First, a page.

Georgia Gov. Nathan Deal signs HB 872, which aims to crack down on scrap metal theft in the state.
Georgia has become the most recent state to pass legislation that attempts to deal with the high left of scrap metal theft with the signing of a bill that tightens restrictions on the scrap metal trade. The law will go into effect July 1, 2012.
Signed into law by Gov. Nathan Deal April 16, 2012, House Bill 872
changes the way scrap metal recyclers conduct business. In signing the bill, Deal said the goal of the new law was to combat the rising tide of criminal activity by enforcing strict regulations on businesses that purchase ferrous and nonferrous scrap metal. The bill was sponsored by Rep. Jason Shaw.
The bill addresses transactions involving ferrous and nonferrous metals, with the sale of used beverage cans being the exemption. The bill also does not affect business-to-business transactions, only the retail trade.
Key points of the law include:
- Scrap metal recyclers can purchase coil and certain copper wire from certain persons.
- Scrap metal recyclers can purchase burial objects from certain persons.
- Certain provisions relating to inspections by law enforcement officers have been changed.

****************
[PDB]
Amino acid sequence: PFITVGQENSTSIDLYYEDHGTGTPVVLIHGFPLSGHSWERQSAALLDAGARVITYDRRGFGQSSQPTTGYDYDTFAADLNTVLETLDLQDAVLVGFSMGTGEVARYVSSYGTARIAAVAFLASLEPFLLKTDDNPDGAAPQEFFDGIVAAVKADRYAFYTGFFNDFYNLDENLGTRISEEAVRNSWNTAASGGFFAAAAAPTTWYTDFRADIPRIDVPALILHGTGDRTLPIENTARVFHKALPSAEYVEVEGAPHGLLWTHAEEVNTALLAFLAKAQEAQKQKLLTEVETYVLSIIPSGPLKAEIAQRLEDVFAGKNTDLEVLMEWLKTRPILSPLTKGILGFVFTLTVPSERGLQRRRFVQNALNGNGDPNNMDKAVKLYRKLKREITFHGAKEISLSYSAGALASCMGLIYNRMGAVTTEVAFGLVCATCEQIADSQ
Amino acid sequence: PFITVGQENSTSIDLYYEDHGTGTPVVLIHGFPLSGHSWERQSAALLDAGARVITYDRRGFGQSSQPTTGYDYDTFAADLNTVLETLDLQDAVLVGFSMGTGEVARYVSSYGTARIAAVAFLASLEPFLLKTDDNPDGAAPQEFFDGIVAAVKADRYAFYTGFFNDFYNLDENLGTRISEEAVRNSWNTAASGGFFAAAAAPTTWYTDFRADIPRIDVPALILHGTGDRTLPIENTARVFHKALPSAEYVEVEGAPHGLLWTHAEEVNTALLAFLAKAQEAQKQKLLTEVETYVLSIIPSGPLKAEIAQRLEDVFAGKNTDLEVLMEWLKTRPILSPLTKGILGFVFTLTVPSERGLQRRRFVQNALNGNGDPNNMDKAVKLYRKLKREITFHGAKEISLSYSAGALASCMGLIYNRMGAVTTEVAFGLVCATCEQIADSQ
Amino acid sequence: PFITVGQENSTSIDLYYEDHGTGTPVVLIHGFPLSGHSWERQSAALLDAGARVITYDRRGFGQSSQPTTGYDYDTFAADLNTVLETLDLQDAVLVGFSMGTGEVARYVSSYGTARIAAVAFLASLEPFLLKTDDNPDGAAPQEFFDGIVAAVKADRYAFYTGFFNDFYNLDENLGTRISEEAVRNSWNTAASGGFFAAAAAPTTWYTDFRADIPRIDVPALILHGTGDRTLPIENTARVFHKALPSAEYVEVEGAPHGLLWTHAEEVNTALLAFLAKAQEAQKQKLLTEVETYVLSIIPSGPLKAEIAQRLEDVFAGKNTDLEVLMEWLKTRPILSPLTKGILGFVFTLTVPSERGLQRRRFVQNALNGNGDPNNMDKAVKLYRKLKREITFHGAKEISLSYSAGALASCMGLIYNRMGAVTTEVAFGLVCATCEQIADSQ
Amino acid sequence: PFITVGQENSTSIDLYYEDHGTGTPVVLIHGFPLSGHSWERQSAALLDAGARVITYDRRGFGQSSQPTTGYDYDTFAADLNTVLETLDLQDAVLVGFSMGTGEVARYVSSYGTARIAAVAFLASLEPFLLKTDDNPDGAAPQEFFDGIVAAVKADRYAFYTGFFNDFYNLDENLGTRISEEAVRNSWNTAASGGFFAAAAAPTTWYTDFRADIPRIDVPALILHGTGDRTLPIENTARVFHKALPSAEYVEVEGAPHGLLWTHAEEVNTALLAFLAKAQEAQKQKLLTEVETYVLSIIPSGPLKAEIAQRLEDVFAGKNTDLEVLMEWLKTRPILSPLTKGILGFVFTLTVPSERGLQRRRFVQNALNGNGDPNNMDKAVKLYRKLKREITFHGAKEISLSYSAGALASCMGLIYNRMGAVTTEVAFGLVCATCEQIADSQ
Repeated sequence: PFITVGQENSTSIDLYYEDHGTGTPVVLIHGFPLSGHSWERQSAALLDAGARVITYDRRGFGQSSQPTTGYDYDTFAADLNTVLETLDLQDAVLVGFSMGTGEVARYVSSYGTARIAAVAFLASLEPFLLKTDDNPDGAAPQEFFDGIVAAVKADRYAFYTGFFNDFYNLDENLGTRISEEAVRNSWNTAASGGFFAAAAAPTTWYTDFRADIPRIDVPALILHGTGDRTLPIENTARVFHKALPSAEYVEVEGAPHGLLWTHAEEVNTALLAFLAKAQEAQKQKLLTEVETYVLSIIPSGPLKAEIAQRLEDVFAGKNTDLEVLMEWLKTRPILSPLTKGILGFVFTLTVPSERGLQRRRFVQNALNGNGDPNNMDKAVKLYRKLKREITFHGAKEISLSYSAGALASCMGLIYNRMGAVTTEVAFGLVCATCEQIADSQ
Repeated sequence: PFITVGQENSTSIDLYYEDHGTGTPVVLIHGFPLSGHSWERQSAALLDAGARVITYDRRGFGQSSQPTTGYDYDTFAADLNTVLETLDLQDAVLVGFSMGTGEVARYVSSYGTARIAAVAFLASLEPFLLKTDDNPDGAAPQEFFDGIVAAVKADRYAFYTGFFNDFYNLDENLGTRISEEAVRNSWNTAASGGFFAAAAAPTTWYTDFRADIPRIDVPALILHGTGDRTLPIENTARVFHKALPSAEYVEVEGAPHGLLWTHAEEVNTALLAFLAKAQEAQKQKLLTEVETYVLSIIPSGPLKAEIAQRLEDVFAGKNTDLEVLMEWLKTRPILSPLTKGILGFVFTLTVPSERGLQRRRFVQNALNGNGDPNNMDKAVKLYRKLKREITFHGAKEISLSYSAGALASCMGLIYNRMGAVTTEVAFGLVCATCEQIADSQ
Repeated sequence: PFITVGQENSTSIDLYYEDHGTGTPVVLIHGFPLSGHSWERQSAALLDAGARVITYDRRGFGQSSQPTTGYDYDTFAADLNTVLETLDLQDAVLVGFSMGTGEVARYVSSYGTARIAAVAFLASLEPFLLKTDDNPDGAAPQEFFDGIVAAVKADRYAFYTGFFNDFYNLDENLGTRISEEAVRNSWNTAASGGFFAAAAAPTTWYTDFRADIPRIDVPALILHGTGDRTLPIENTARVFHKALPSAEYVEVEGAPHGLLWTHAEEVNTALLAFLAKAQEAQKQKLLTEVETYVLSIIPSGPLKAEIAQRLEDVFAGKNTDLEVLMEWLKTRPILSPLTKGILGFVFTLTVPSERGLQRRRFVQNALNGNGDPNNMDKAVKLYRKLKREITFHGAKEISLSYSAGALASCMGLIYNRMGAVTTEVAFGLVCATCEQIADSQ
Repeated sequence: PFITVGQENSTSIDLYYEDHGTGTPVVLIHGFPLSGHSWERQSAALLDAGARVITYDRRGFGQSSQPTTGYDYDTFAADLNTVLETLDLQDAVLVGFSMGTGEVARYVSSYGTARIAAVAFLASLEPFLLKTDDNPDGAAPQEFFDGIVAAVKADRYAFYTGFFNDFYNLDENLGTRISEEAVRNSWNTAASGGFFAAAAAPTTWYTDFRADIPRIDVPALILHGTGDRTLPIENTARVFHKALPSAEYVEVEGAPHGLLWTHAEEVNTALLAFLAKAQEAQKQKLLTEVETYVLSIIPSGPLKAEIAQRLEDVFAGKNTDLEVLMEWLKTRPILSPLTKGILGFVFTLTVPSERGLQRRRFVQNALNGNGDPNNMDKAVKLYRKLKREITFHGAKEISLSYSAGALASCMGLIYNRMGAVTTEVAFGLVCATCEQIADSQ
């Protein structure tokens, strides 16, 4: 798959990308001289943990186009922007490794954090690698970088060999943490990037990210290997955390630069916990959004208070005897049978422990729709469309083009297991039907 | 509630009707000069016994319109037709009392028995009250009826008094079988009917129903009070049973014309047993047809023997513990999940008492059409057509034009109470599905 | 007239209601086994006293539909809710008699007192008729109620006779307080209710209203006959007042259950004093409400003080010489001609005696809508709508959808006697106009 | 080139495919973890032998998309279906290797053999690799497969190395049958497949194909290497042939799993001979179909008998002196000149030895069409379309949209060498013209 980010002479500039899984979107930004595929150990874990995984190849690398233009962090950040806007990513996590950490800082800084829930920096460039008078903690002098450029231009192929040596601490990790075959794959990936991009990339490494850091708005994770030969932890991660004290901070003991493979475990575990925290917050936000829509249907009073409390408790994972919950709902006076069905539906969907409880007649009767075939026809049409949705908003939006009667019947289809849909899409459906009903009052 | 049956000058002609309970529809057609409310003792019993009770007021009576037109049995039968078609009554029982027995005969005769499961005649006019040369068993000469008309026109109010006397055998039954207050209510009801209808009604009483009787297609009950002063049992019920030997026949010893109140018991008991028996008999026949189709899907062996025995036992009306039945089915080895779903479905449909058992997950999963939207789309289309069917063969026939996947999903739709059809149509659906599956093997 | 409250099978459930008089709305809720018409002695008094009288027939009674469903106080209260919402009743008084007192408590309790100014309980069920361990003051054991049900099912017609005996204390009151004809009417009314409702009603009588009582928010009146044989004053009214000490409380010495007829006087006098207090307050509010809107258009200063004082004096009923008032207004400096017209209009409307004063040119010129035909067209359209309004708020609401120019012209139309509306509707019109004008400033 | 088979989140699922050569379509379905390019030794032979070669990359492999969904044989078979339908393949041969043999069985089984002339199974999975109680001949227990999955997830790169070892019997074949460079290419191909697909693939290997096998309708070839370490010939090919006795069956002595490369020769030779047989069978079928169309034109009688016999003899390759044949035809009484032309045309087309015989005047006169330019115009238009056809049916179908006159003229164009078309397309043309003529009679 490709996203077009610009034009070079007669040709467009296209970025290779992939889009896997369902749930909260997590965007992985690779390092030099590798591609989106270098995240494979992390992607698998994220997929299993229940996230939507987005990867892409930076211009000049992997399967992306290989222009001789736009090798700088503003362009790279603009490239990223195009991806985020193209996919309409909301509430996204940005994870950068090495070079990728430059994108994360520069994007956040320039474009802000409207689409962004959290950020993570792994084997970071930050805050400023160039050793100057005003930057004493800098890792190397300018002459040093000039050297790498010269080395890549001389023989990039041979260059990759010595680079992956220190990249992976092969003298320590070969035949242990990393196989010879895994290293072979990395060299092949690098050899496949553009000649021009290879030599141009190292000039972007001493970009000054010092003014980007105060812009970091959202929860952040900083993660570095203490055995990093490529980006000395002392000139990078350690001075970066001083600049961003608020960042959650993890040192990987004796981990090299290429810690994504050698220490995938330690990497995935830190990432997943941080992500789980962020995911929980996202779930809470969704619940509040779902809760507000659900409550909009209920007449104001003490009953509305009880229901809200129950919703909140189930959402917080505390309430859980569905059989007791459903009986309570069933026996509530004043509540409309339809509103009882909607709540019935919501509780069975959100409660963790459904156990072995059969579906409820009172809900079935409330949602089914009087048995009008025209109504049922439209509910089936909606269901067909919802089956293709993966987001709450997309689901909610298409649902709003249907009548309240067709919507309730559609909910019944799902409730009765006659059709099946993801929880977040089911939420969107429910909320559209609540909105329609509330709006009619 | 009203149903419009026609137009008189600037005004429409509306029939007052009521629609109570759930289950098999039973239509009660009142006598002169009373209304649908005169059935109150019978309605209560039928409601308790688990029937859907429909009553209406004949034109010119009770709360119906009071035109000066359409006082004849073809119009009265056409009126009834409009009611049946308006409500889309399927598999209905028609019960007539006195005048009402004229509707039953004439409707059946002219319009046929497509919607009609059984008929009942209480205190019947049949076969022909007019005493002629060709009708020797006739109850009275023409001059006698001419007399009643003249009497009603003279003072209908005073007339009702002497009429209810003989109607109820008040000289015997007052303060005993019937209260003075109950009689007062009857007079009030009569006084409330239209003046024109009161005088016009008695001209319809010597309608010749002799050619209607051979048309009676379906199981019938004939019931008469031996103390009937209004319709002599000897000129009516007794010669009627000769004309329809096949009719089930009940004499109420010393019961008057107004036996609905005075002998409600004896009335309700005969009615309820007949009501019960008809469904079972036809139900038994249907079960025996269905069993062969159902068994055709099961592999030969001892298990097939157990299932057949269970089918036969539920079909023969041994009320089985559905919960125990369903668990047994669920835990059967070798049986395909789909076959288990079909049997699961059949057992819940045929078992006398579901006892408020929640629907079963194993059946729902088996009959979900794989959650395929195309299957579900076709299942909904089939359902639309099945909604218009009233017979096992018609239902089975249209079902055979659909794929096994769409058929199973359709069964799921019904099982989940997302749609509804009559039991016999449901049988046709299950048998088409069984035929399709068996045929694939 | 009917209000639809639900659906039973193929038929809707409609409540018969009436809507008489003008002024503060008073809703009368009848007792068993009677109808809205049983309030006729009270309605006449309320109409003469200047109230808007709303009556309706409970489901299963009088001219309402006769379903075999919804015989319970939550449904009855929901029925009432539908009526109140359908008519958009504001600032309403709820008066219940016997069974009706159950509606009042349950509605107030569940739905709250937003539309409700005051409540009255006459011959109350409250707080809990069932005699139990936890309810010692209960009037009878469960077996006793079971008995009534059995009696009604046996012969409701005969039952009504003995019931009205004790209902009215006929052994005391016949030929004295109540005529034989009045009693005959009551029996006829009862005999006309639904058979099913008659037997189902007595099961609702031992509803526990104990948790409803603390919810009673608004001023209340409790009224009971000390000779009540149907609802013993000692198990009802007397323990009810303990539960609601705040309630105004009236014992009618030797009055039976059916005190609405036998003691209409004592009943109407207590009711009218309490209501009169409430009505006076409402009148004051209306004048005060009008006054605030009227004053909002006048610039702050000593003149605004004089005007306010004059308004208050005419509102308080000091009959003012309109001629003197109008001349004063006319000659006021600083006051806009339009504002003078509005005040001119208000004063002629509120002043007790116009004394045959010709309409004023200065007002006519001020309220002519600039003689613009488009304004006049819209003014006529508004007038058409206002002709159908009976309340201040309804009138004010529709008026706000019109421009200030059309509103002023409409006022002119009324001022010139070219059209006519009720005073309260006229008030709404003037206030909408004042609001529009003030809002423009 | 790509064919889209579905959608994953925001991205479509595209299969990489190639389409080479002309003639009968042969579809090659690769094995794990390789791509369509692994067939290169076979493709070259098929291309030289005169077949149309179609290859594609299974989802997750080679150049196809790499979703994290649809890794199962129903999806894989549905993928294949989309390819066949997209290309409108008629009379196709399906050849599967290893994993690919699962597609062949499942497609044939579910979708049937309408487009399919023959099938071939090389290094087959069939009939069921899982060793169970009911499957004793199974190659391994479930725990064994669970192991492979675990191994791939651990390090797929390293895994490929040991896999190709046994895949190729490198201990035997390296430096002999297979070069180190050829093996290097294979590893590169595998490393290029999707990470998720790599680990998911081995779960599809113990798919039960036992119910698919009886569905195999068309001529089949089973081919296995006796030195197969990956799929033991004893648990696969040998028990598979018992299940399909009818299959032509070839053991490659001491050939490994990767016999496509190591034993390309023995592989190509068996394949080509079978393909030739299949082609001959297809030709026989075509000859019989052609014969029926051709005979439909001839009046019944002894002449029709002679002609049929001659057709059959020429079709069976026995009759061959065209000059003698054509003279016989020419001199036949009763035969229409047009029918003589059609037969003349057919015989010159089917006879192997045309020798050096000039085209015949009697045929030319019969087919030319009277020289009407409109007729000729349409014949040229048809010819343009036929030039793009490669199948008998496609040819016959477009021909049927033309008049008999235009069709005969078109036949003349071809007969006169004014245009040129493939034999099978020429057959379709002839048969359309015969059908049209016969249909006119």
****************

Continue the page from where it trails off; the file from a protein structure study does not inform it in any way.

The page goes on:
- Payment is required by check, voucher or wire transfer; cash payments are banned.
- Scrap dealers are required to register with every city in which they conduct business.
- Certain provisions relating to the use of a form to transfer title to a motor vehicle to be sold or disposed of as scrap metal or parts have been revised under Code Section 40-3-36 of the Official Code of Georgia Annotated, relating to cancellation of certificate of title for scrap, dismantled or demolished vehicles, salvage certificate of title, administrative enforcement and removal of license plates
- Verification that a vehicle is not subject to any secured interest or lien must be provided.
Chip Koplin, governmental and public affairs manager for Schnitzer’s Southeast Region, says the ban on cash payments is the one issue that is of most concern for scrap metal recyclers in the state. He expresses concern that for a scrap metal recycler that might have several hundred transactions per day the change to a cashless system could create significant challenges.